Published Recommendations—and How Pre-AP Meets Them
Pre-AP meets and exceeds guidance published by leading educational organizations in conjunction with the U.S. Department of Education. Here’s how Pre-AP addresses recommendations from the Council of the Great City Schools (CGCS):
- Stick to grade-level content and instructional rigor. Pre-AP resources define and model grade-level-appropriate content and skill expectations.
- Focus on the depth of instruction, rather than the pace. Focused content and skills allow the time for deeper engagement with content.
- Prioritize content and learning. Course frameworks focus on the content and skills that are most impactful for AP, college, and career readiness.
- Maintain the inclusion of each and every learner. As part of their participation in the program, schools confirm that the course is open to all students. Pre-AP model lessons include practical recommendations for teachers to scaffold and adapt lesson content to address the unique needs of all learners in meeting grade-level expectations.
- Identify and address gaps in learning through instruction, avoiding the misuse of standardized testing. Resources include many opportunities to understand student progress and strategically adapt instruction.
- Focus on the commonalities that students share in this time of crisis—not just their differences. Pre-AP shared instructional principles encourage authentic student collaboration and dialogue, allowing each student to have a voice as an active participant in the learning community.
How Federal Funding Supports Programs That Address Lost Instructional Time
In the ED COVID-19 HANDBOOK, Volume 2: Roadmap to Reopening Safely and Meeting All Students’ Needs, the U.S. DOE states:
“Initial research shows the disproportionate impact of the pandemic on the achievement of students who were already underserved, including students of color . . . Accelerating learning provides opportunities for students to learn at grade level rather than through tracking or remediation, which can narrow educational opportunities for students and might lead them to become disengaged.”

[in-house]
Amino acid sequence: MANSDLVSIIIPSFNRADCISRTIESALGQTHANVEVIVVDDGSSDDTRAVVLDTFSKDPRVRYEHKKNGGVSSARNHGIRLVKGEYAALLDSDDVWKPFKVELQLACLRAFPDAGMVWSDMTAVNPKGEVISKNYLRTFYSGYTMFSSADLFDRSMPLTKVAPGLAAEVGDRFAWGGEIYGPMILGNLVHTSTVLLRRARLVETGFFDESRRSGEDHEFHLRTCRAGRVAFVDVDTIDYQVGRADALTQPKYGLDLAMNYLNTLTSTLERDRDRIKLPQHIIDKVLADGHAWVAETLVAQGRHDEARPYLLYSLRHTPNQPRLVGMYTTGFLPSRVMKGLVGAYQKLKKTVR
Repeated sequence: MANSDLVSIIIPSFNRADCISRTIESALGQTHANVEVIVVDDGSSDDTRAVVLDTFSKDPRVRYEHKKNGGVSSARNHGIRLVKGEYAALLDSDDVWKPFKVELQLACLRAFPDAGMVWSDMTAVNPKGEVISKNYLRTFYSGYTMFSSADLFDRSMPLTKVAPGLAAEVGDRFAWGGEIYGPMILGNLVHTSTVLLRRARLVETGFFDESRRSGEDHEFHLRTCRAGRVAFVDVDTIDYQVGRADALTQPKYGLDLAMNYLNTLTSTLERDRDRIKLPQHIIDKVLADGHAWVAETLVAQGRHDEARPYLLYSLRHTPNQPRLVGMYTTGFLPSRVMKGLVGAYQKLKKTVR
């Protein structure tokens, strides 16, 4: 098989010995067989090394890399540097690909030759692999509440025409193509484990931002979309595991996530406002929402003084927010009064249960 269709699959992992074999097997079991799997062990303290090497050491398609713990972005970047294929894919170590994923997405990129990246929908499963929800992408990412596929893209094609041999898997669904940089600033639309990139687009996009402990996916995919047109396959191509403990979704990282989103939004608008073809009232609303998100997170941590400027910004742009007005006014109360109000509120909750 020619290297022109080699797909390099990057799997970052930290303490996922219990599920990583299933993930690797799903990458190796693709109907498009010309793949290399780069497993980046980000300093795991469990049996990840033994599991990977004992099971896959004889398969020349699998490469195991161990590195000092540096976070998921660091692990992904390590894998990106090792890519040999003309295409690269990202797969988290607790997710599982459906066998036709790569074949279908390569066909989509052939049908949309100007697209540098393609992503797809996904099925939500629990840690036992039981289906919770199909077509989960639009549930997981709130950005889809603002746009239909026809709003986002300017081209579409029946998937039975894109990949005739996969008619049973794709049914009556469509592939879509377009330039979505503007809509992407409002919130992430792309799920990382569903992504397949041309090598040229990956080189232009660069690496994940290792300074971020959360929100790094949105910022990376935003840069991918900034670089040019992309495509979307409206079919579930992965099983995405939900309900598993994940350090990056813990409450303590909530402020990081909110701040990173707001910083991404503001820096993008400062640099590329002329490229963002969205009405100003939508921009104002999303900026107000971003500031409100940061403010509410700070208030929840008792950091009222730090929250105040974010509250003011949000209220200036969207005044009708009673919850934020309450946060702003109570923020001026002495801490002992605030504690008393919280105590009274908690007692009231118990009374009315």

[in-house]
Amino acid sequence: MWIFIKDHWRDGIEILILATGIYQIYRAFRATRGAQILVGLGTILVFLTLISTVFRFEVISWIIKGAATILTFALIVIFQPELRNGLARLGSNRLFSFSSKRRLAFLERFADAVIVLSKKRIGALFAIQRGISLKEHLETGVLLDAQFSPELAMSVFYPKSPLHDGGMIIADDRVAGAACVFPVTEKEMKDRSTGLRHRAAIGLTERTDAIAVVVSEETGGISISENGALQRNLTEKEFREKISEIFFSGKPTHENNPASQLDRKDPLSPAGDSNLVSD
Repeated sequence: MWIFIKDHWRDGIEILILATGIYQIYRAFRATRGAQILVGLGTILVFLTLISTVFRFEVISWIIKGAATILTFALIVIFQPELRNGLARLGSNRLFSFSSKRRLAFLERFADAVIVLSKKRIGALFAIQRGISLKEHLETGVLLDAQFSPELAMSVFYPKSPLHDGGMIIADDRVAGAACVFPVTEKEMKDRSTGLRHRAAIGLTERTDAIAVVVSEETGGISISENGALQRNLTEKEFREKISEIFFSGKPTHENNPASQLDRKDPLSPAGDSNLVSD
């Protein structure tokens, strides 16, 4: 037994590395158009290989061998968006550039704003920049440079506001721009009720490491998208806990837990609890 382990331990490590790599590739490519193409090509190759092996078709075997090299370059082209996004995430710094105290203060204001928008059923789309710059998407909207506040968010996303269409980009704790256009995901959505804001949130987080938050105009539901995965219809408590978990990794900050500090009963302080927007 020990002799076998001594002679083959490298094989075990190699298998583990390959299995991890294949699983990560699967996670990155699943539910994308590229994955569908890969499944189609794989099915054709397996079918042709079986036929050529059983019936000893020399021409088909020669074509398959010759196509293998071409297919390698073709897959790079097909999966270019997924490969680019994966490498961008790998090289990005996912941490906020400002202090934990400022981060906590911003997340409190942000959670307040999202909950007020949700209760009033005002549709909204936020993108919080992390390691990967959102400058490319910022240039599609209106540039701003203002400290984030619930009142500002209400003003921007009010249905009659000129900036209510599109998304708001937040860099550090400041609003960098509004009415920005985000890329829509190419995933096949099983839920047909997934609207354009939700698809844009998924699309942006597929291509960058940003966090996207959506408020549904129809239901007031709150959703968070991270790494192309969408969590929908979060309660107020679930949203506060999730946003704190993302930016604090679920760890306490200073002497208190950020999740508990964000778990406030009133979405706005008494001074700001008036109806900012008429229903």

In-school acceleration guidance encourages “teacher leaders and district instructional leaders to identify critical content (e.g., “priority” or “power” standards) on which to focus. To avoid overwhelming students, focus on the most essential knowledge and skills, particularly the content that is foundational to subsequent grade levels.”
To facilitate greater equity in access to high-quality grade-level instruction, there’s no per student charge for use of Pre-AP course resources. Instead, the Pre-AP course fee covers an unlimited number of teachers and students in the school.
How—and Why—Experts Recommend Grade-Level Instruction
Council of the Great City Schools
In collaboration with Student Achievement Partners, Lawrence Hall of Science, and the Vermont Writing Collaborative, the Council of the Great City Schools published Addressing Unfinished Learning After COVID-19 School Closures, and makes the following recommendations:
“In planning instruction for the coming school years, districts should:
- stick to grade-level content and instructional rigor, and
- focus on the depth of instruction, rather than the pace. To provide this grade-level instruction, districts will need to help teachers
- prioritize content and learning. In order to continue to reflect a districts’ [sic] instructional vision and commitment to equity, educators will also need to
- maintain the inclusion of each and every learner and
- identify and address gaps in learning through instruction, avoiding the misuse of standardized testing to place kids into high or low ability groups or provide low levels of instructional rigor to lower performing students. Finally, districts should consider
- focusing on the commonalities that students share in this time of crisis, not just on their differences.”
The New Teacher Project (TNTP)
In its publication Learning Acceleration Guide: Accelerating Learning in the 2020-21 School Year, TNTP states:
“Providing students equitable access to grade-appropriate assignments focused on this year’s priority content is one of the most pressing challenges facing school and system leaders right now.” They also note in The Opportunity Myth, “When students who started the year behind had greater access to grade-appropriate assignments, they closed the outcomes gap with their peers by more than seven months.”